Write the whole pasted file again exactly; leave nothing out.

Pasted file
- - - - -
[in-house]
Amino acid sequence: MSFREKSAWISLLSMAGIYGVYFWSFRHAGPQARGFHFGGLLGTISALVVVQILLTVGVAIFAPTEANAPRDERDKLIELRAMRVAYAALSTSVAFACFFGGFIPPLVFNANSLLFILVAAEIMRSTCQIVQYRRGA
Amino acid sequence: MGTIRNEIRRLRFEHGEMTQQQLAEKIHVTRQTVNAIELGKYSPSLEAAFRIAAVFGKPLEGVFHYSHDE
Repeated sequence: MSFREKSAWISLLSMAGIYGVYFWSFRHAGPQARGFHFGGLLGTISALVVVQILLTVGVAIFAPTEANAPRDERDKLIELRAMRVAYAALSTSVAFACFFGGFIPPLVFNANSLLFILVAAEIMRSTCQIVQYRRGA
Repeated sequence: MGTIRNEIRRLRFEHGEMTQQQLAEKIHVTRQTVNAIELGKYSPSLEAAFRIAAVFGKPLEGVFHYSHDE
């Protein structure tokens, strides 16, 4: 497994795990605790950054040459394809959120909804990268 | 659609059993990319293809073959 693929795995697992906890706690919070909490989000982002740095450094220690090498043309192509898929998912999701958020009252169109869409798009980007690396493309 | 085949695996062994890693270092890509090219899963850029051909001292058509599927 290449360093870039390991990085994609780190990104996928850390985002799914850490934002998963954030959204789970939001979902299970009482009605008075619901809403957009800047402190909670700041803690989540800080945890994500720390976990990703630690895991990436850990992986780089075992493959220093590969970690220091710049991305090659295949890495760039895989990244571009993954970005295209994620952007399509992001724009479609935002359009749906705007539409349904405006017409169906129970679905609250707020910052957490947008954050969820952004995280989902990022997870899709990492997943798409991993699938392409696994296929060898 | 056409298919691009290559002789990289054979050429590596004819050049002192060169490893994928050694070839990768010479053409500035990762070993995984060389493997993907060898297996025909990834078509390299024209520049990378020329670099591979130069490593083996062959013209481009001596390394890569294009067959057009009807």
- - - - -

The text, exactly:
[in-house]
Amino acid sequence: MSFREKSAWISLLSMAGIYGVYFWSFRHAGPQARGFHFGGLLGTISALVVVQILLTVGVAIFAPTEANAPRDERDKLIELRAMRVAYAALSTSVAFACFFGGFIPPLVFNANSLLFILVAAEIMRSTCQIVQYRRGA
Amino acid sequence: MGTIRNEIRRLRFEHGEMTQQQLAEKIHVTRQTVNAIELGKYSPSLEAAFRIAAVFGKPLEGVFHYSHDE
Repeated sequence: MSFREKSAWISLLSMAGIYGVYFWSFRHAGPQARGFHFGGLLGTISALVVVQILLTVGVAIFAPTEANAPRDERDKLIELRAMRVAYAALSTSVAFACFFGGFIPPLVFNANSLLFILVAAEIMRSTCQIVQYRRGA
Repeated sequence: MGTIRNEIRRLRFEHGEMTQQQLAEKIHVTRQTVNAIELGKYSPSLEAAFRIAAVFGKPLEGVFHYSHDE
């Protein structure tokens, strides 16, 4: 497994795990605790950054040459394809959120909804990268 | 659609059993990319293809073959 693929795995697992906890706690919070909490989000982002740095450094220690090498043309192509898929998912999701958020009252169109869409798009980007690396493309 | 085949695996062994890693270092890509090219899963850029051909001292058509599927 290449360093870039390991990085994609780190990104996928850390985002799914850490934002998963954030959204789970939001979902299970009482009605008075619901809403957009800047402190909670700041803690989540800080945890994500720390976990990703630690895991990436850990992986780089075992493959220093590969970690220091710049991305090659295949890495760039895989990244571009993954970005295209994620952007399509992001724009479609935002359009749906705007539409349904405006017409169906129970679905609250707020910052957490947008954050969820952004995280989902990022997870899709990492997943798409991993699938392409696994296929060898 | 056409298919691009290559002789990289054979050429590596004819050049002192060169490893994928050694070839990768010479053409500035990762070993995984060389493997993907060898297996025909990834078509390299024209520049990378020329670099591979130069490593083996062959013209481009001596390394890569294009067959057009009807």